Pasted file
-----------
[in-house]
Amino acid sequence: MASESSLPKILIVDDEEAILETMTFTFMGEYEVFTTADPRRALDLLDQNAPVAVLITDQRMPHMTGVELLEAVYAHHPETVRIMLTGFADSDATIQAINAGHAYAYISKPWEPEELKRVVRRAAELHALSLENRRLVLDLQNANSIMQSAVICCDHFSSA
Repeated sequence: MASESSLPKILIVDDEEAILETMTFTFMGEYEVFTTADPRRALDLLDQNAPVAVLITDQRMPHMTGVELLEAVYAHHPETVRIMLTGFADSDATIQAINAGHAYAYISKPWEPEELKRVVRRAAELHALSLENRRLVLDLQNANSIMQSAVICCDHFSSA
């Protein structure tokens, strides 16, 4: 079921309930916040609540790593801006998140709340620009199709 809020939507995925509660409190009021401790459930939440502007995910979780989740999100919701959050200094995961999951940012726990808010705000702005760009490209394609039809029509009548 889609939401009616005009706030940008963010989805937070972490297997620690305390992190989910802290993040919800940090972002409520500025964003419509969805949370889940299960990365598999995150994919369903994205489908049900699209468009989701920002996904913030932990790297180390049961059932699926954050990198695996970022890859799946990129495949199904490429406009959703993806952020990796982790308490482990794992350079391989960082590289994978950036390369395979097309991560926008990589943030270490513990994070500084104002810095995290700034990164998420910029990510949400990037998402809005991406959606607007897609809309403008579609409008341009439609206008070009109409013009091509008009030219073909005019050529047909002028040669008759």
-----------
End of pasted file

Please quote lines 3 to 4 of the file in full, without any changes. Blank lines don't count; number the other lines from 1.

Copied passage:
Repeated sequence: MASESSLPKILIVDDEEAILETMTFTFMGEYEVFTTADPRRALDLLDQNAPVAVLITDQRMPHMTGVELLEAVYAHHPETVRIMLTGFADSDATIQAINAGHAYAYISKPWEPEELKRVVRRAAELHALSLENRRLVLDLQNANSIMQSAVICCDHFSSA
């Protein structure tokens, strides 16, 4: 079921309930916040609540790593801006998140709340620009199709 809020939507995925509660409190009021401790459930939440502007995910979780989740999100919701959050200094995961999951940012726990808010705000702005760009490209394609039809029509009548 889609939401009616005009706030940008963010989805937070972490297997620690305390992190989910802290993040919800940090972002409520500025964003419509969805949370889940299960990365598999995150994919369903994205489908049900699209468009989701920002996904913030932990790297180390049961059932699926954050990198695996970022890859799946990129495949199904490429406009959703993806952020990796982790308490482990794992350079391989960082590289994978950036390369395979097309991560926008990589943030270490513990994070500084104002810095995290700034990164998420910029990510949400990037998402809005991406959606607007897609809309403008579609409008341009439609206008070009109409013009091509008009030219073909005019050529047909002028040669008759």